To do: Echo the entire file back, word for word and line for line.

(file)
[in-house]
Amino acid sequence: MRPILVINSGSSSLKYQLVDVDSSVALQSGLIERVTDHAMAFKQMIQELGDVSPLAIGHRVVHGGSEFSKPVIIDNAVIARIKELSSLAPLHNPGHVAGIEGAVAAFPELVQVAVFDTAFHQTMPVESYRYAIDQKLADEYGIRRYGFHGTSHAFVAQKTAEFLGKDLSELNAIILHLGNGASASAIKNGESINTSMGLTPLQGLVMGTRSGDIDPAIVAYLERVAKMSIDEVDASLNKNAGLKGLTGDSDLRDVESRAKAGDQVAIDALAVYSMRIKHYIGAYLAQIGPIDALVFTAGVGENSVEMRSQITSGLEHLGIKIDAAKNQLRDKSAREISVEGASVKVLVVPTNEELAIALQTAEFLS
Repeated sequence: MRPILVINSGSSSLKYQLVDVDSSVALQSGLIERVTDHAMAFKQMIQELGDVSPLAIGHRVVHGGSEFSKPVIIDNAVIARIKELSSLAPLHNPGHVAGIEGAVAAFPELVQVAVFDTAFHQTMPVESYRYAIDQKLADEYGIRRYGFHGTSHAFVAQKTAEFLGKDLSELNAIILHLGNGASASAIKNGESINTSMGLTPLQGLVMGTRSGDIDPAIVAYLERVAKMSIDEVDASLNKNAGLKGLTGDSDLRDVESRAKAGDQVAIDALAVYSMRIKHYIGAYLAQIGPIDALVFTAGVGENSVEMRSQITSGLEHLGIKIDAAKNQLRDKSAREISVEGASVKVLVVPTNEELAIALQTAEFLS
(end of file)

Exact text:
[in-house]
Amino acid sequence: MRPILVINSGSSSLKYQLVDVDSSVALQSGLIERVTDHAMAFKQMIQELGDVSPLAIGHRVVHGGSEFSKPVIIDNAVIARIKELSSLAPLHNPGHVAGIEGAVAAFPELVQVAVFDTAFHQTMPVESYRYAIDQKLADEYGIRRYGFHGTSHAFVAQKTAEFLGKDLSELNAIILHLGNGASASAIKNGESINTSMGLTPLQGLVMGTRSGDIDPAIVAYLERVAKMSIDEVDASLNKNAGLKGLTGDSDLRDVESRAKAGDQVAIDALAVYSMRIKHYIGAYLAQIGPIDALVFTAGVGENSVEMRSQITSGLEHLGIKIDAAKNQLRDKSAREISVEGASVKVLVVPTNEELAIALQTAEFLS
Repeated sequence: MRPILVINSGSSSLKYQLVDVDSSVALQSGLIERVTDHAMAFKQMIQELGDVSPLAIGHRVVHGGSEFSKPVIIDNAVIARIKELSSLAPLHNPGHVAGIEGAVAAFPELVQVAVFDTAFHQTMPVESYRYAIDQKLADEYGIRRYGFHGTSHAFVAQKTAEFLGKDLSELNAIILHLGNGASASAIKNGESINTSMGLTPLQGLVMGTRSGDIDPAIVAYLERVAKMSIDEVDASLNKNAGLKGLTGDSDLRDVESRAKAGDQVAIDALAVYSMRIKHYIGAYLAQIGPIDALVFTAGVGENSVEMRSQITSGLEHLGIKIDAAKNQLRDKSAREISVEGASVKVLVVPTNEELAIALQTAEFLS